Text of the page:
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Study finds best time to go to sleep to lower risk of heart disease

Late or early bedtimes may disrupt internal body clock with knock-on effects on heart

Tim Wyatt
Tuesday 09 November 2021 08:23 GMT
The optimum time to go to bed may be 10 to 11pm, the study concluded
The optimum time to go to bed may be 10 to 11pm, the study concluded (Getty Images/iStockphoto)

Going to sleep before 10pm or after 11pm may increase your risk of developing heart disease, a new study has suggested.

Scientists examined data from a cohort of 88,000 people who measured what time they went to sleep and have concluded the optimum time is between 10 and 10.59pm.

Those who went to bed before 10pm had a 24 per cent increased risk of later developing heart disease, while those who went to bed after midnight saw their risk increase by 25 per cent.

Participants in the study who fell asleep between 11 and 11.59pm had a 12 per cent greater risk.

One of the researchers, David Plans, from the University of Exeter, said: "The body has a 24-hour internal clock, called circadian rhythm, that helps regulate physical and mental functioning.

"While we cannot conclude causation from our study, the results suggest that early or late bedtimes may be more likely to disrupt the body clock, with adverse consequences for cardiovascular health."

Previous research has highlighted links between how long people sleep for and cardiovascular risks, but this is the first study to examine the time people fall asleep rather than the duration.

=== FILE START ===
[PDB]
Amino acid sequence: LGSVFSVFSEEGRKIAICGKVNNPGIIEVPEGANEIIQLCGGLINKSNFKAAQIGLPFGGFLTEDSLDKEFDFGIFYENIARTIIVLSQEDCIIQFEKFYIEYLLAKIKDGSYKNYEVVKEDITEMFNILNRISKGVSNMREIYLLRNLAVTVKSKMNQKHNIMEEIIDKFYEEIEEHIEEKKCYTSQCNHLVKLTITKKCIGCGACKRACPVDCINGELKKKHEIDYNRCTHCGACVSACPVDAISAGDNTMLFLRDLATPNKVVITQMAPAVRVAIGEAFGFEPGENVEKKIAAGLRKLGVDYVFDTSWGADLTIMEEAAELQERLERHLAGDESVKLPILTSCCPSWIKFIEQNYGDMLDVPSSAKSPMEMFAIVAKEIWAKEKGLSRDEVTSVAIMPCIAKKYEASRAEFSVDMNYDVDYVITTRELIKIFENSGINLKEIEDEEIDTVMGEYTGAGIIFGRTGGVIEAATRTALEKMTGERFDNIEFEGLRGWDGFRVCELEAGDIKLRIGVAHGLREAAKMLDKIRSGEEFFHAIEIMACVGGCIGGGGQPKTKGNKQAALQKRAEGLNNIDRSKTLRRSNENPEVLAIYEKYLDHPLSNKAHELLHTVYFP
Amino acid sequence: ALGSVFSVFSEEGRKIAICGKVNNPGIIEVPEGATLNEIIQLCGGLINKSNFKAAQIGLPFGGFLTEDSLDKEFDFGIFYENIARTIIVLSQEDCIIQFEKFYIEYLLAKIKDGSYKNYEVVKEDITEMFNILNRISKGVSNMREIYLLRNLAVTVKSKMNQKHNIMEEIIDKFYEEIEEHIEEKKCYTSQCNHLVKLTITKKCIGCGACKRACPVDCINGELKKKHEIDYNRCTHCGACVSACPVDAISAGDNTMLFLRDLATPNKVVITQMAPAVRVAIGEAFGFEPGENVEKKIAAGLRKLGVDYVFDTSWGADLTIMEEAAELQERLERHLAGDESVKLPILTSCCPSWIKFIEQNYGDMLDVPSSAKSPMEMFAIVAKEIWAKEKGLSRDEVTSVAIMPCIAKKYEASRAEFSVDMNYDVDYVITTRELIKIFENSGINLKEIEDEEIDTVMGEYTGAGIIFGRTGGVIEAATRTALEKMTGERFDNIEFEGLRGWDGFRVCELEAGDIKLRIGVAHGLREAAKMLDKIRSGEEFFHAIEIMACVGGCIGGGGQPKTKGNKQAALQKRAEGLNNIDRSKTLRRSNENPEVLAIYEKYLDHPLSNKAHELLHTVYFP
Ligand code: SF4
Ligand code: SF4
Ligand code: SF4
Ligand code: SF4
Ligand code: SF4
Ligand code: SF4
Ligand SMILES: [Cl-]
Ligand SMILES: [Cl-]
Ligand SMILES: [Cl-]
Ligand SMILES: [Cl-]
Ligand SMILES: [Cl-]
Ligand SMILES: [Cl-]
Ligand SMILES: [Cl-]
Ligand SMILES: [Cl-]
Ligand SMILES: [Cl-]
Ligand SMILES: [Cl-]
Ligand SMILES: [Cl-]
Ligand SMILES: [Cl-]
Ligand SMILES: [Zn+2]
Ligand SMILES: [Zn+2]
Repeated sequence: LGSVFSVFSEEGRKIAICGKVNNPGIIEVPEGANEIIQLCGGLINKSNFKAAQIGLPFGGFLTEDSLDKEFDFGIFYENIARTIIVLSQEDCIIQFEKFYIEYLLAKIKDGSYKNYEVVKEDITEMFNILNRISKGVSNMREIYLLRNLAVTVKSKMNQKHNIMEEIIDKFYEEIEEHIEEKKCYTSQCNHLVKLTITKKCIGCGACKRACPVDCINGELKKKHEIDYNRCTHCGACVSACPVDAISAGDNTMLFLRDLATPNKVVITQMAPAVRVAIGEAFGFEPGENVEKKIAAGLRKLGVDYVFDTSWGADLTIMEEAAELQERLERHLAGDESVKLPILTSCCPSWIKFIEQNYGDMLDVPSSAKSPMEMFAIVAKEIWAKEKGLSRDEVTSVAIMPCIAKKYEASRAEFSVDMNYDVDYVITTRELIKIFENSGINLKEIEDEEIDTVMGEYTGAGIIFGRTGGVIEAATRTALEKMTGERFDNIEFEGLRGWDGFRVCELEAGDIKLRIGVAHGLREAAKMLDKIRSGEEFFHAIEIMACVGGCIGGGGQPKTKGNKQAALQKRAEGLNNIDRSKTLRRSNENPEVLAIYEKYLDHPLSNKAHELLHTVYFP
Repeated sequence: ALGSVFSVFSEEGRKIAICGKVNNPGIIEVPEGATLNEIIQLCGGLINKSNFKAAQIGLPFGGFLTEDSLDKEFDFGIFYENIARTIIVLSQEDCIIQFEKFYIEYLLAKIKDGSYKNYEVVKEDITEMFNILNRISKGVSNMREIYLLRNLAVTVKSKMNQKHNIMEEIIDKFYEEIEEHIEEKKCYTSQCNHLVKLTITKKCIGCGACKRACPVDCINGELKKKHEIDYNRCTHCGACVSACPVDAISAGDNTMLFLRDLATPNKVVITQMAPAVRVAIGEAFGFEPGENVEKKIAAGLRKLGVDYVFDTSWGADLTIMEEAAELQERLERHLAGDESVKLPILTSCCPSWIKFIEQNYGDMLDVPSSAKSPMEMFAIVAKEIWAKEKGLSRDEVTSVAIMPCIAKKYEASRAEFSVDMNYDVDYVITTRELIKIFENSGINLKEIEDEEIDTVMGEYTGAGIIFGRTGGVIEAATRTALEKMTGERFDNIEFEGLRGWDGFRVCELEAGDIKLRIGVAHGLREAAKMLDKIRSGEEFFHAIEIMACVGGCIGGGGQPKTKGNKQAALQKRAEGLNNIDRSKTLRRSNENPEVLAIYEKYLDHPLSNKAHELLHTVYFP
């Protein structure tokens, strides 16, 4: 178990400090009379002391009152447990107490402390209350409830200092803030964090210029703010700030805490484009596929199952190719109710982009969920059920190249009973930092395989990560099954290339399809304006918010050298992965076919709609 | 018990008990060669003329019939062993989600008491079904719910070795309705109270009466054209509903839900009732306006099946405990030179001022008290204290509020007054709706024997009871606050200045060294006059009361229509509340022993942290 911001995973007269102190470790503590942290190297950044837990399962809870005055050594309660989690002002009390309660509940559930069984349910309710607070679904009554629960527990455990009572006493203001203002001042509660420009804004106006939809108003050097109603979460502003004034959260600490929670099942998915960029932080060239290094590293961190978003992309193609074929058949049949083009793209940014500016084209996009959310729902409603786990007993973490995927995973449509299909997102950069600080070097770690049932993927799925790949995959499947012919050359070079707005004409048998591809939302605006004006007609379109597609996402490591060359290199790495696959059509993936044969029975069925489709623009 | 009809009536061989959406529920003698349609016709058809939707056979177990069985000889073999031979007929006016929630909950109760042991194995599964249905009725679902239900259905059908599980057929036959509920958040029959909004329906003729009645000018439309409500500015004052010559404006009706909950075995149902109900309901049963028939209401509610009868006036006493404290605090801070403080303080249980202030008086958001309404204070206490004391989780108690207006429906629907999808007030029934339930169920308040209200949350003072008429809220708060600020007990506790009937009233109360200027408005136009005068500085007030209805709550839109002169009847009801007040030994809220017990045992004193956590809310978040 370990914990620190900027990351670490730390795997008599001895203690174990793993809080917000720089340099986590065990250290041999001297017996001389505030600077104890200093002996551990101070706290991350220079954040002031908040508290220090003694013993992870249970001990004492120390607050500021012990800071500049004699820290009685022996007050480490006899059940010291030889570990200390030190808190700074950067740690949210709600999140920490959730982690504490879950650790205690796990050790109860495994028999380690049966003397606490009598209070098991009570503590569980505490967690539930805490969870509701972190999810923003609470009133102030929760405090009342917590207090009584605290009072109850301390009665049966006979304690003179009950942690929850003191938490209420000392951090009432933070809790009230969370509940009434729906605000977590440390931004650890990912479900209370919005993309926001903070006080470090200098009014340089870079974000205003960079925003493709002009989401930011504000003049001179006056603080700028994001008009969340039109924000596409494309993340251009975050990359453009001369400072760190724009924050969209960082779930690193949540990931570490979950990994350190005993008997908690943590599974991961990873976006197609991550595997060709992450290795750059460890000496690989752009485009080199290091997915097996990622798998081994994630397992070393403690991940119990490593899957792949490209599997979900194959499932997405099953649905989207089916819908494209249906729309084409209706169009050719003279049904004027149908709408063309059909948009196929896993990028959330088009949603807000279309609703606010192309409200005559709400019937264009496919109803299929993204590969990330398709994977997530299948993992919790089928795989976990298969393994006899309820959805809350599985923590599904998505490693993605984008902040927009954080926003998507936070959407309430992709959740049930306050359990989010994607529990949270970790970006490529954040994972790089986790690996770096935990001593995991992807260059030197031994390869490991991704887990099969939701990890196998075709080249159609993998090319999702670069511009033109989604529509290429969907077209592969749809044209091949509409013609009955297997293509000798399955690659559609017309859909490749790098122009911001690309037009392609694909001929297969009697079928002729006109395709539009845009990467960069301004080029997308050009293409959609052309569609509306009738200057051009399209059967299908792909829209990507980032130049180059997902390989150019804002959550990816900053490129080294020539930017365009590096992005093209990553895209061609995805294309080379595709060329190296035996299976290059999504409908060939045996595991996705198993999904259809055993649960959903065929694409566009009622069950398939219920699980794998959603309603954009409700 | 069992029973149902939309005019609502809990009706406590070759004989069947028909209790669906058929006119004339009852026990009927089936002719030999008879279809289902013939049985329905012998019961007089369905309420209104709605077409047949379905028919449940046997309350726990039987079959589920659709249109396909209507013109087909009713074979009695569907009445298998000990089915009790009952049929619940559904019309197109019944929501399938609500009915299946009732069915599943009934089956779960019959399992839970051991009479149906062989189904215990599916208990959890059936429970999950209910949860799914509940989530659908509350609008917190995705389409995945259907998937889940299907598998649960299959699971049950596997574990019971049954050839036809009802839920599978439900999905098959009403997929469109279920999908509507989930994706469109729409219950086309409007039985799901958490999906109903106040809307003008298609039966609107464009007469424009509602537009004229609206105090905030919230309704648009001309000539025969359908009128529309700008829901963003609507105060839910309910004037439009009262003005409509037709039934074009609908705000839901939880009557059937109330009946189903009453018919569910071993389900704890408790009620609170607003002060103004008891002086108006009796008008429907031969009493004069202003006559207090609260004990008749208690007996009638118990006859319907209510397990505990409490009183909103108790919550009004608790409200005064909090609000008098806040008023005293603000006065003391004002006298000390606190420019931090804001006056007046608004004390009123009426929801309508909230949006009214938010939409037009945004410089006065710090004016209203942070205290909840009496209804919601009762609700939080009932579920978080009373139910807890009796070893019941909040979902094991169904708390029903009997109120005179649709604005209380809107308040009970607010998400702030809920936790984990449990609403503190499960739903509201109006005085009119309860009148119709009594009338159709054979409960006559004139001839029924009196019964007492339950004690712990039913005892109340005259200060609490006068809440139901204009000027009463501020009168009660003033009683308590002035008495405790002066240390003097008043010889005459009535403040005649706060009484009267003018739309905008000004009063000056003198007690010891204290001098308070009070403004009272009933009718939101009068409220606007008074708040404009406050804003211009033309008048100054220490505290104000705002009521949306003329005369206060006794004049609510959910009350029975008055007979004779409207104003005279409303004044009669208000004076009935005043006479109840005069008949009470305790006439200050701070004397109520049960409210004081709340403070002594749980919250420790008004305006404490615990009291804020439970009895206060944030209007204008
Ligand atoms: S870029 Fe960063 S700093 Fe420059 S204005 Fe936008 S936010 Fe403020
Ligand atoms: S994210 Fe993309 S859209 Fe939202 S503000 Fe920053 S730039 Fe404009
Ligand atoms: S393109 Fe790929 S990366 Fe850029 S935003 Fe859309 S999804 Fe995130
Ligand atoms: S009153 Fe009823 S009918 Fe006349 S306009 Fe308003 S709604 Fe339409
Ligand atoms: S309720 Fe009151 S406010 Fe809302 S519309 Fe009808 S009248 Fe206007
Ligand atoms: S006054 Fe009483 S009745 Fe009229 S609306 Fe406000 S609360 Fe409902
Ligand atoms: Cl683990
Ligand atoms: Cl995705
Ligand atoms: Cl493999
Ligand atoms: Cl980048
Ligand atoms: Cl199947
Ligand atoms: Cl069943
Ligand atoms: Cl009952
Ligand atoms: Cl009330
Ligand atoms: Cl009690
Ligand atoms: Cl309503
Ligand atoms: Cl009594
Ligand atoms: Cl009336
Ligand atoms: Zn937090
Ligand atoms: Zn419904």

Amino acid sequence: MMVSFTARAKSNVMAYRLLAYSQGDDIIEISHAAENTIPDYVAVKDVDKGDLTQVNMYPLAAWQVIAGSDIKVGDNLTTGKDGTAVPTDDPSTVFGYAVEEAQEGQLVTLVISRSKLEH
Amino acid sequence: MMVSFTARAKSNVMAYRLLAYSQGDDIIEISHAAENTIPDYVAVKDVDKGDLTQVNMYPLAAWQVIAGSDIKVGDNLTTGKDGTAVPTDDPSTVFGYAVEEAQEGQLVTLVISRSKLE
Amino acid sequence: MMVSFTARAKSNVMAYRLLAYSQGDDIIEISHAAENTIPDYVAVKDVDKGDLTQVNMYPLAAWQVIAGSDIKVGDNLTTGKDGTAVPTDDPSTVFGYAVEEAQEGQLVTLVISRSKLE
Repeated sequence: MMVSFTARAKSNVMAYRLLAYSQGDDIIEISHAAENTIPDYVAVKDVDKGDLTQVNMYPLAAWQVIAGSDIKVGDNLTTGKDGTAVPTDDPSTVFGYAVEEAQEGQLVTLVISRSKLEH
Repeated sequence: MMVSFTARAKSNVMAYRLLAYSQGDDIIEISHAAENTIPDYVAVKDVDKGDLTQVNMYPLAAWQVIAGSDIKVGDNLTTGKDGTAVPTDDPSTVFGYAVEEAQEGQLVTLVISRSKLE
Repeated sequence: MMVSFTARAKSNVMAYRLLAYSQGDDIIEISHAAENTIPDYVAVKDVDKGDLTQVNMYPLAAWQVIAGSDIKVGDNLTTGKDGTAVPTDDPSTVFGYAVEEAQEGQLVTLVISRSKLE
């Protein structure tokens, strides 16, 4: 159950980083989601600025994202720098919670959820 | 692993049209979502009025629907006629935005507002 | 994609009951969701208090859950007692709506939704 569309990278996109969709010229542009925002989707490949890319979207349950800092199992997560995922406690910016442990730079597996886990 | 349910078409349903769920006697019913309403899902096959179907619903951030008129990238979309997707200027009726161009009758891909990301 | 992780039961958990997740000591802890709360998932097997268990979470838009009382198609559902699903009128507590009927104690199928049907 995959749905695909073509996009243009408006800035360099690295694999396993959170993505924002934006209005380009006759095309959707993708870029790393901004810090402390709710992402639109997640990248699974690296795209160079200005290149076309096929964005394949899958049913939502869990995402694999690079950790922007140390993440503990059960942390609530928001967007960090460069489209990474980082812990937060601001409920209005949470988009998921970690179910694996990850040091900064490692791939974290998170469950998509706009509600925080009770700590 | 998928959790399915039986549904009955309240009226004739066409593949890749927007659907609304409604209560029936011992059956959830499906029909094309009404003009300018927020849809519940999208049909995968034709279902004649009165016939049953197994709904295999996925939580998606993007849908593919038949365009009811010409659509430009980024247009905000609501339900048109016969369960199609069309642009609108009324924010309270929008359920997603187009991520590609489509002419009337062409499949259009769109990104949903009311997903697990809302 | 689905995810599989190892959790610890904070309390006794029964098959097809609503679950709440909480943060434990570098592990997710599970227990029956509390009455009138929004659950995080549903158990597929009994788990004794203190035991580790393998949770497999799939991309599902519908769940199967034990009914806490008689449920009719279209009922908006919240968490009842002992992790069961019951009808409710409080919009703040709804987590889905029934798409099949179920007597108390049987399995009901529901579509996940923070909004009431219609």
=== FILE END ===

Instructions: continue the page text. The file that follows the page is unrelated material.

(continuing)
Over 88,000 people, recruited over a decade ago as part of a larger research project, wore a device on their wrists which measured when they went to sleep over seven days.

When the study’s authors followed up five years later, 3,172 of the participants (3.6 per cent of the total) had developed some kind of heart disease, which could include heart attacks, strokes, transient ischaemic attacks and heart failures.

Those who had gone to sleep between 10 and 11 were the least likely to have developed heart problems, the researchers discovered, even after controlling for other variables such as age, sex, duration of sleep, smoking status, body mass index, diabetes, blood pressure and socioeconomic status.

"Our study indicates that the optimum time to go to sleep is at a specific point in the body’s 24-hour cycle and deviations may be detrimental to health,” Dr Plans said.

"The riskiest time was after midnight, potentially because it may reduce the likelihood of seeing morning light, which resets the body clock."

However, all the data shows is a correlation between bedtime and heart disease and by itself is not enough to prove later or earlier bedtimes actually cause cardiovascular problems later in life.

When breaking the data down by sex, the association between heart disease and sleep onset was strongest in women, he added, noting for men there was only significant differences for those going to sleep before 10pm.

This could be down to differences in how the hormonal system works in men and women and how it responds to disruption to the body’s internal clock.

He concluded: "While the findings do not show causality, sleep timing has emerged as a potential cardiac risk factor - independent of other risk factors and sleep characteristics.

"If our findings are confirmed in other studies, sleep timing and basic sleep hygiene could be a low-cost public health target for lowering risk of heart disease."

Regina Giblin, senior cardiac nurse at the British Heart Foundation, said: "This large study suggests that going to sleep between 10 and 11pm could be the sweet spot for most people to keep their heart healthy long-term.

"However, it’s important to remember that this study can only show an association and can’t prove cause and effect.

"More research is needed into sleep timing and duration as a risk factor for heart and circulatory diseases.

"Getting enough sleep is important for our general wellbeing as well as our heart and circulatory health, and most adults should aim for seven to nine hours of sleep per night."

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